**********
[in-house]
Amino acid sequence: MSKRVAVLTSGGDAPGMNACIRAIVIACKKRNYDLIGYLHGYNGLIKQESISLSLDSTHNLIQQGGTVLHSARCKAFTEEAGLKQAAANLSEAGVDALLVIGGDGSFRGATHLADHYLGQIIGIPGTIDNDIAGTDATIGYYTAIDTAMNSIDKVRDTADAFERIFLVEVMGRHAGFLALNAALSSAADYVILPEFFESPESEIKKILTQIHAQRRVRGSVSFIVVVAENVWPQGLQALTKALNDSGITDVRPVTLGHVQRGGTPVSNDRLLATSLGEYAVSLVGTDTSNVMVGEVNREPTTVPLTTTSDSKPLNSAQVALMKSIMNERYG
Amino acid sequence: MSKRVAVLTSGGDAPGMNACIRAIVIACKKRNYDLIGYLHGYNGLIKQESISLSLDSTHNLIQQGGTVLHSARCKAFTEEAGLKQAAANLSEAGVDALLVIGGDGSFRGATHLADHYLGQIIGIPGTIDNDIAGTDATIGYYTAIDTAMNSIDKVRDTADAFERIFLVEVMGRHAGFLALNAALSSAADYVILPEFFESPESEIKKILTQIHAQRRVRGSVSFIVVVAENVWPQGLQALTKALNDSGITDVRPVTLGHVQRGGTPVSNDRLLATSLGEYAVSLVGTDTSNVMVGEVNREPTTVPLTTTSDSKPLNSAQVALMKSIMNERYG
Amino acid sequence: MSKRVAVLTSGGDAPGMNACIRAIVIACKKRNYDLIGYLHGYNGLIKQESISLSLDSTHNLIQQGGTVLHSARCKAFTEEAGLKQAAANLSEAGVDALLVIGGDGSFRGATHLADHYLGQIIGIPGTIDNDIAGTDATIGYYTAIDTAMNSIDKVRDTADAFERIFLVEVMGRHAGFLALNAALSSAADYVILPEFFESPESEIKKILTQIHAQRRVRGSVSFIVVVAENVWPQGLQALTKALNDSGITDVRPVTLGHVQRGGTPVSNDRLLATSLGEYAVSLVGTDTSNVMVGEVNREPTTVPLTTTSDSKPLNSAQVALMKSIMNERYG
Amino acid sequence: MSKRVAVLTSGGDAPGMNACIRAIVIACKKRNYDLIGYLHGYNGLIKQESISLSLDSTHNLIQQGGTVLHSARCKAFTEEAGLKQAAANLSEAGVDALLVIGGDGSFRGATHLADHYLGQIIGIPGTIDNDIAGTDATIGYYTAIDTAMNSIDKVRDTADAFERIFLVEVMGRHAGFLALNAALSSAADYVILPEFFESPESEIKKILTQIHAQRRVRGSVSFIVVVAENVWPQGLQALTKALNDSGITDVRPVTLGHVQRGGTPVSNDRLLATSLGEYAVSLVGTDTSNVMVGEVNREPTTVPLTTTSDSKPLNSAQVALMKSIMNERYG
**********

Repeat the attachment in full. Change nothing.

[in-house]
Amino acid sequence: MSKRVAVLTSGGDAPGMNACIRAIVIACKKRNYDLIGYLHGYNGLIKQESISLSLDSTHNLIQQGGTVLHSARCKAFTEEAGLKQAAANLSEAGVDALLVIGGDGSFRGATHLADHYLGQIIGIPGTIDNDIAGTDATIGYYTAIDTAMNSIDKVRDTADAFERIFLVEVMGRHAGFLALNAALSSAADYVILPEFFESPESEIKKILTQIHAQRRVRGSVSFIVVVAENVWPQGLQALTKALNDSGITDVRPVTLGHVQRGGTPVSNDRLLATSLGEYAVSLVGTDTSNVMVGEVNREPTTVPLTTTSDSKPLNSAQVALMKSIMNERYG
Amino acid sequence: MSKRVAVLTSGGDAPGMNACIRAIVIACKKRNYDLIGYLHGYNGLIKQESISLSLDSTHNLIQQGGTVLHSARCKAFTEEAGLKQAAANLSEAGVDALLVIGGDGSFRGATHLADHYLGQIIGIPGTIDNDIAGTDATIGYYTAIDTAMNSIDKVRDTADAFERIFLVEVMGRHAGFLALNAALSSAADYVILPEFFESPESEIKKILTQIHAQRRVRGSVSFIVVVAENVWPQGLQALTKALNDSGITDVRPVTLGHVQRGGTPVSNDRLLATSLGEYAVSLVGTDTSNVMVGEVNREPTTVPLTTTSDSKPLNSAQVALMKSIMNERYG
Amino acid sequence: MSKRVAVLTSGGDAPGMNACIRAIVIACKKRNYDLIGYLHGYNGLIKQESISLSLDSTHNLIQQGGTVLHSARCKAFTEEAGLKQAAANLSEAGVDALLVIGGDGSFRGATHLADHYLGQIIGIPGTIDNDIAGTDATIGYYTAIDTAMNSIDKVRDTADAFERIFLVEVMGRHAGFLALNAALSSAADYVILPEFFESPESEIKKILTQIHAQRRVRGSVSFIVVVAENVWPQGLQALTKALNDSGITDVRPVTLGHVQRGGTPVSNDRLLATSLGEYAVSLVGTDTSNVMVGEVNREPTTVPLTTTSDSKPLNSAQVALMKSIMNERYG
Amino acid sequence: MSKRVAVLTSGGDAPGMNACIRAIVIACKKRNYDLIGYLHGYNGLIKQESISLSLDSTHNLIQQGGTVLHSARCKAFTEEAGLKQAAANLSEAGVDALLVIGGDGSFRGATHLADHYLGQIIGIPGTIDNDIAGTDATIGYYTAIDTAMNSIDKVRDTADAFERIFLVEVMGRHAGFLALNAALSSAADYVILPEFFESPESEIKKILTQIHAQRRVRGSVSFIVVVAENVWPQGLQALTKALNDSGITDVRPVTLGHVQRGGTPVSNDRLLATSLGEYAVSLVGTDTSNVMVGEVNREPTTVPLTTTSDSKPLNSAQVALMKSIMNERYG